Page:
Private Schools: Are They Right for You?
When one thinks of private schools, images of strict instructors, school uniforms and high tuition often come to mind. However, in recent years, private colleges in particular have gained a lot of popularity with students and their families. Because this path towards obtaining a degree is a more expensive one, it is helpful for students to know the advantages and disadvantages of applying to private schools. Basing the final decision on cost alone barely scratches the surface of what such schools have to offer its students.
Quick Definition of Private Schools
Before diving into the nitty gritty of the pros and cons, it is ideal for students to understand the difference between a private college and a traditional, public one. The most straightforward definition is that private schools are not supported by the government financially like public colleges are. These educational institutions rely heavily on the tuition and money given by donors, which are known as endowments.
Advantages of Private Schools
Smaller Class Size
While traditional college courses often have hundreds of students in stadium seating being instructed by one professor, private schools have the ability to provide its students with smaller class sizes. This allows for a more intimate and hands-on learning experience, which also gives students the opportunity to receive additional one-on-one assistance from their instructors if needed. A typical class at a private college can be as small 10 to 12 students. The average public college usually holds 30 students minimum.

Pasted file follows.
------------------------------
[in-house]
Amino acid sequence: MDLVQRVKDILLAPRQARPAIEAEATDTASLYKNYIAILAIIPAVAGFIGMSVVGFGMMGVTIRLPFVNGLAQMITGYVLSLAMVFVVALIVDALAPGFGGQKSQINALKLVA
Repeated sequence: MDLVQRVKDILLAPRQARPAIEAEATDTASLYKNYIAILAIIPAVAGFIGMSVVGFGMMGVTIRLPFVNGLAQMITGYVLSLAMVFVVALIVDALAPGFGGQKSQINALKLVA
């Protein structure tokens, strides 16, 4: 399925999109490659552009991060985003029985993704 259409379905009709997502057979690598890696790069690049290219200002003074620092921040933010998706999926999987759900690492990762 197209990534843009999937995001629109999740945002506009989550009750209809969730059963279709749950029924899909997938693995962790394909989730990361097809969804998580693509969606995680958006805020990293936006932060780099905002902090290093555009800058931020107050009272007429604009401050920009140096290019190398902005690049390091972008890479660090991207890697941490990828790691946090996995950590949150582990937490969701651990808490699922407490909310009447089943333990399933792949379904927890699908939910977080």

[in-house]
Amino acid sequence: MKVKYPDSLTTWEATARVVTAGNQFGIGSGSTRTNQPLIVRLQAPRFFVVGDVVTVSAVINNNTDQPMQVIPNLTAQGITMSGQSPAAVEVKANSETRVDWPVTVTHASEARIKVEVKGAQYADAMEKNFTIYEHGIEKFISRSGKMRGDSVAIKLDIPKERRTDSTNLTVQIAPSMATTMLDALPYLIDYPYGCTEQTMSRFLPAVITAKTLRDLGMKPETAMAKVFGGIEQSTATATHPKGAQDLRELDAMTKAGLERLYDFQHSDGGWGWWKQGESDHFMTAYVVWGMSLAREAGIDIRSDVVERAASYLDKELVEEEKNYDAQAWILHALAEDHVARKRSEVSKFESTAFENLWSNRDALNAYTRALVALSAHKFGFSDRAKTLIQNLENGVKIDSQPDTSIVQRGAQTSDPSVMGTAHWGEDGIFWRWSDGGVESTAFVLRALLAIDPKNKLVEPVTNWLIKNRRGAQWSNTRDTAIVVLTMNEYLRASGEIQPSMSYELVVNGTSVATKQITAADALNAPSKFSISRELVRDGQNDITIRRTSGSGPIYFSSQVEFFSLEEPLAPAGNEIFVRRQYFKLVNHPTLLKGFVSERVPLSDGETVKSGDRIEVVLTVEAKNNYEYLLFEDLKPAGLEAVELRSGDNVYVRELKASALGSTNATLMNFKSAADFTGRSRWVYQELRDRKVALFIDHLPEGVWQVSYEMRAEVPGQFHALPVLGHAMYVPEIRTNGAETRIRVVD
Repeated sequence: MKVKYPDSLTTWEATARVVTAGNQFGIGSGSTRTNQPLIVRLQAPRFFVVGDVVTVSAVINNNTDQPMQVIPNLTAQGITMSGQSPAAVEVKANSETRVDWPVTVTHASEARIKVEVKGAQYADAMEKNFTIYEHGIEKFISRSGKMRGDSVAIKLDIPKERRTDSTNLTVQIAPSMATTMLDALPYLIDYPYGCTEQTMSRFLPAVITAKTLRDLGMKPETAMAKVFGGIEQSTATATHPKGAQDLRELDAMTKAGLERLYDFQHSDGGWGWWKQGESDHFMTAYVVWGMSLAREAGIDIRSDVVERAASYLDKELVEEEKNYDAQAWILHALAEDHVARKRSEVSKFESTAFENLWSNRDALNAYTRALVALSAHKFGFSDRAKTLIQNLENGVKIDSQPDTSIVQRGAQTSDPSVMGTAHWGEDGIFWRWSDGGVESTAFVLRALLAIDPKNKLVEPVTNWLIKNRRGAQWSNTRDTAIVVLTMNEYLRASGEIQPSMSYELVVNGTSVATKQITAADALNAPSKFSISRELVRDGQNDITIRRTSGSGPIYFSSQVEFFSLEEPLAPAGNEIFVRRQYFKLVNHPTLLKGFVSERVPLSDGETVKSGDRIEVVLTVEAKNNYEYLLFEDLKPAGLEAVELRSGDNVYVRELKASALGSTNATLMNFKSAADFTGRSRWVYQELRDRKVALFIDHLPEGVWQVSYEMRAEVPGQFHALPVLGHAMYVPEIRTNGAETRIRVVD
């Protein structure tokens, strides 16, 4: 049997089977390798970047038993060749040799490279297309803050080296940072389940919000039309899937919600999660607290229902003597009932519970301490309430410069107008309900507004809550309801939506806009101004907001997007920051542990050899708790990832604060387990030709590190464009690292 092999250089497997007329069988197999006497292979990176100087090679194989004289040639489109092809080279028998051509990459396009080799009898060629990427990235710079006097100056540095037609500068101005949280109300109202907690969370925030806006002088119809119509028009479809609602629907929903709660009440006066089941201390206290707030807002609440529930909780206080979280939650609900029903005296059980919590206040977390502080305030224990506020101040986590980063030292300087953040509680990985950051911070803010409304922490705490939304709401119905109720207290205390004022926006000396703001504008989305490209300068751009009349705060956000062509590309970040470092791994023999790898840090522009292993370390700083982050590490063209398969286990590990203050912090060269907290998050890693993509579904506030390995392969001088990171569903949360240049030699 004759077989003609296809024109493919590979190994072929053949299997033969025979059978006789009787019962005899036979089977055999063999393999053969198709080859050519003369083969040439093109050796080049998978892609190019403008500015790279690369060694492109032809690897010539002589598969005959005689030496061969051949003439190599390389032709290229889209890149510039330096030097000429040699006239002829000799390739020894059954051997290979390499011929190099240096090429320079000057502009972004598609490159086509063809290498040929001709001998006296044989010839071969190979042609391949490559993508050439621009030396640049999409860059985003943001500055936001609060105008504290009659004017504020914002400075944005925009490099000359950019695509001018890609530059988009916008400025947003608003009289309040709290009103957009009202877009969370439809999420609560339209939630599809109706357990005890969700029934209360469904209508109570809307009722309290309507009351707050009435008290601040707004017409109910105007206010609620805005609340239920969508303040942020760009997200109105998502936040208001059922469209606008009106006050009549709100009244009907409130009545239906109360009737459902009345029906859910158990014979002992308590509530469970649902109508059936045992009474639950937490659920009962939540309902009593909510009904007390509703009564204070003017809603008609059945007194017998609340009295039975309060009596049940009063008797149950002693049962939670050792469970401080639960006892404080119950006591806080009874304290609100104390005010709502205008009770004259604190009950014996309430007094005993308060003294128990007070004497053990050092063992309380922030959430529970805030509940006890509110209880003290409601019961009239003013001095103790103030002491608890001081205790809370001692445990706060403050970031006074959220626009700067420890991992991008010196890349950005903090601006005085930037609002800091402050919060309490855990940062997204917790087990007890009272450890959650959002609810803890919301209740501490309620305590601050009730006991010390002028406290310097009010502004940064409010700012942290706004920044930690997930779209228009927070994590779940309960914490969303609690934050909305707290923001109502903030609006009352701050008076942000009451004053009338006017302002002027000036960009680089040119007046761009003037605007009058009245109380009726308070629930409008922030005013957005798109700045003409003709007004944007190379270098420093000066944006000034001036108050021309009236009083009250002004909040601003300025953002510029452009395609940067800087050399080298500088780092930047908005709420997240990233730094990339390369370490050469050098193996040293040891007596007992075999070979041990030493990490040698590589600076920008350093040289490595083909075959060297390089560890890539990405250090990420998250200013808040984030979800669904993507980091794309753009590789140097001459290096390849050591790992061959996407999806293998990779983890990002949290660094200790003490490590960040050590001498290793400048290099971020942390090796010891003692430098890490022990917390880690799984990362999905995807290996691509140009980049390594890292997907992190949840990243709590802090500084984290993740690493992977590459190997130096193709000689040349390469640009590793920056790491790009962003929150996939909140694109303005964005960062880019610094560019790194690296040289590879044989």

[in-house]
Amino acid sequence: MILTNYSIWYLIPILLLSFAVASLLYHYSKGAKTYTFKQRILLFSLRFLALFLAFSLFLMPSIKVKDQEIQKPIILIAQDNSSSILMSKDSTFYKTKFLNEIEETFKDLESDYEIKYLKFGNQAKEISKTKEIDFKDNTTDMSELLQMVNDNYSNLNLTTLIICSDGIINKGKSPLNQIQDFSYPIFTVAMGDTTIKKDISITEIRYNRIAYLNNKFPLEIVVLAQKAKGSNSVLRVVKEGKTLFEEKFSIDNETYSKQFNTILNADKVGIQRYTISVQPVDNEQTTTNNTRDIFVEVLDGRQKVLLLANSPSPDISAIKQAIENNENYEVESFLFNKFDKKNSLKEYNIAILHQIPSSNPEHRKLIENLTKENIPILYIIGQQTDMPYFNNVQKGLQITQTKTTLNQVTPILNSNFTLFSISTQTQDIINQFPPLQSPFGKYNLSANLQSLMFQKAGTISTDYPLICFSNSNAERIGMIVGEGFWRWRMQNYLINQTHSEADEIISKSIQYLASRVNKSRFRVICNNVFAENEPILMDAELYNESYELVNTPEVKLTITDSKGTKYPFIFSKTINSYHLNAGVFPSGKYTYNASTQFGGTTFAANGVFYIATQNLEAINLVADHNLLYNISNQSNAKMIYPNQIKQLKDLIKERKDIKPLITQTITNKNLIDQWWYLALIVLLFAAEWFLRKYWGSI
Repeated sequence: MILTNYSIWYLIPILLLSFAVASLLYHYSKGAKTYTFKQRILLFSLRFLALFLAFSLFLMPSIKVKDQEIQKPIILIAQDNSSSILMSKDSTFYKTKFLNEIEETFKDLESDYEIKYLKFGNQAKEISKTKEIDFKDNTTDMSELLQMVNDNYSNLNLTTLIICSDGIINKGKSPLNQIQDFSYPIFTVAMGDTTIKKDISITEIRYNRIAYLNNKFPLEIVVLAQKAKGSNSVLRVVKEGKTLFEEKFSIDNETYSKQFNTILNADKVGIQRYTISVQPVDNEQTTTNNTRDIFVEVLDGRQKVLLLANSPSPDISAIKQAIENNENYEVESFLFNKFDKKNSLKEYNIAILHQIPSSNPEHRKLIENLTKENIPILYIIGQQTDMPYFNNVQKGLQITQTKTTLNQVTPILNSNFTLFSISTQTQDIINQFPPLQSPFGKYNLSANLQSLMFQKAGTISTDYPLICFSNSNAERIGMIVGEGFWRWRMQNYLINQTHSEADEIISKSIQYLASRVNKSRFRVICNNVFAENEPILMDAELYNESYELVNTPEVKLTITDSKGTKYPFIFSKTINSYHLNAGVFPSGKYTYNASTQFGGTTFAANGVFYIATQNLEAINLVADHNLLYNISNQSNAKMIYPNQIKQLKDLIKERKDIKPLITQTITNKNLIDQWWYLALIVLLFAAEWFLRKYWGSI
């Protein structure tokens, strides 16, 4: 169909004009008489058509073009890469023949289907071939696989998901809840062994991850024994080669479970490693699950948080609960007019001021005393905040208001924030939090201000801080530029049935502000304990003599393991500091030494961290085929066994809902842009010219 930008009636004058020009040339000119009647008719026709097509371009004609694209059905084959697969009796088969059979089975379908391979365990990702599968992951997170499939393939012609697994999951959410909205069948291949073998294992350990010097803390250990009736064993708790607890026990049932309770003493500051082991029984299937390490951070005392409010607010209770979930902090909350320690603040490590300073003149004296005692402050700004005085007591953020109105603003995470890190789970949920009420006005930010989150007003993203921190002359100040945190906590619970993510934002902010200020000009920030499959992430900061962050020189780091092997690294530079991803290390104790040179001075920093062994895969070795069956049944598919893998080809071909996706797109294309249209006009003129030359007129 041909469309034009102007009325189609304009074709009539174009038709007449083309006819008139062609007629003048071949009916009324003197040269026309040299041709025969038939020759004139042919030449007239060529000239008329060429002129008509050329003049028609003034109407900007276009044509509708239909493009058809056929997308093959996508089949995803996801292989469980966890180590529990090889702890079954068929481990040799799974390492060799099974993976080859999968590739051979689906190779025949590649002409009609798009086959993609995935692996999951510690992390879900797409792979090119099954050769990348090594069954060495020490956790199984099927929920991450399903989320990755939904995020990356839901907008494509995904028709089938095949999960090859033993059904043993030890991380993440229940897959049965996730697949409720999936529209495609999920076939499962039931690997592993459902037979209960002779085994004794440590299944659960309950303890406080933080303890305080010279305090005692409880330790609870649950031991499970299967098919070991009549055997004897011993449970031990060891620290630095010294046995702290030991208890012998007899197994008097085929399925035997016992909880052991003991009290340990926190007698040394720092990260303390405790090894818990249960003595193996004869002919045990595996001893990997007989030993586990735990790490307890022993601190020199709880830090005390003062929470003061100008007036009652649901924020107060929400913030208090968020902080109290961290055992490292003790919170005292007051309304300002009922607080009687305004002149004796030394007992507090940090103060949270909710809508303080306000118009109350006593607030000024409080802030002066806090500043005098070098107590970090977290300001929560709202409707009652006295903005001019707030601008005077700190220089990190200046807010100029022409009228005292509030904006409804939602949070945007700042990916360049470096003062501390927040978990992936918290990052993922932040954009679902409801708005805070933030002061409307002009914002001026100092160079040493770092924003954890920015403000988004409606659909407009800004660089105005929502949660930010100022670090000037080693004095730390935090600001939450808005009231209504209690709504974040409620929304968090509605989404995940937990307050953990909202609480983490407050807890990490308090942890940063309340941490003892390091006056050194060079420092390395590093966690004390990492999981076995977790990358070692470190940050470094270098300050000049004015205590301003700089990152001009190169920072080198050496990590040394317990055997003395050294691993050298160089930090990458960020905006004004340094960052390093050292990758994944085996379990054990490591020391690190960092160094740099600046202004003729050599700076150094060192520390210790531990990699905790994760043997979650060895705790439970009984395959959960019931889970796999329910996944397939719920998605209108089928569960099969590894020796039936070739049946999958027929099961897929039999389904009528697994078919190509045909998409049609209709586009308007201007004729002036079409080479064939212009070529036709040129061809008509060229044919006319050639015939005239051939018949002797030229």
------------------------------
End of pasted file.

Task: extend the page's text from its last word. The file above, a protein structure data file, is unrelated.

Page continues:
Private schools employ some of the most top notch professors to instruct its students. Thoroughly knowledgeable in their respective areas of expertise, having access to these types of instructors enhances the learning experience for students. From long track records in their professions to receiving prestigious awards and recognition for various accomplishments, some private colleges even have Nobel Laureates as part of their faculty. Since these schools offer great benefits, tenure and star treatment for its professors, this encourages instructors to remain loyal to their institution and continue contributing their talents and efforts for the long term.
Stronger Sense of Community
Being one in a sea of student faces on a large, public campus can make it difficult for some individuals to feel a real sense of belonging at their school. Because private schools have such a stringent application process, this results in a smaller student body overall, which gives students a better shot at getting to know their peers. Additionally, being on a smaller campus makes it easier to explore the community and become involved in its activities and atmosphere.
Higher Academic Standards
The high cost of private schools for tuition isn’t just by accident. Paying the price for attending a private college guarantees that each student receives the highest standard of academic excellence. Students have access to the best programs, facilities, instructors and other resources—all for the purpose of helping to bring them closer to obtaining their degrees and pursuing their career goals.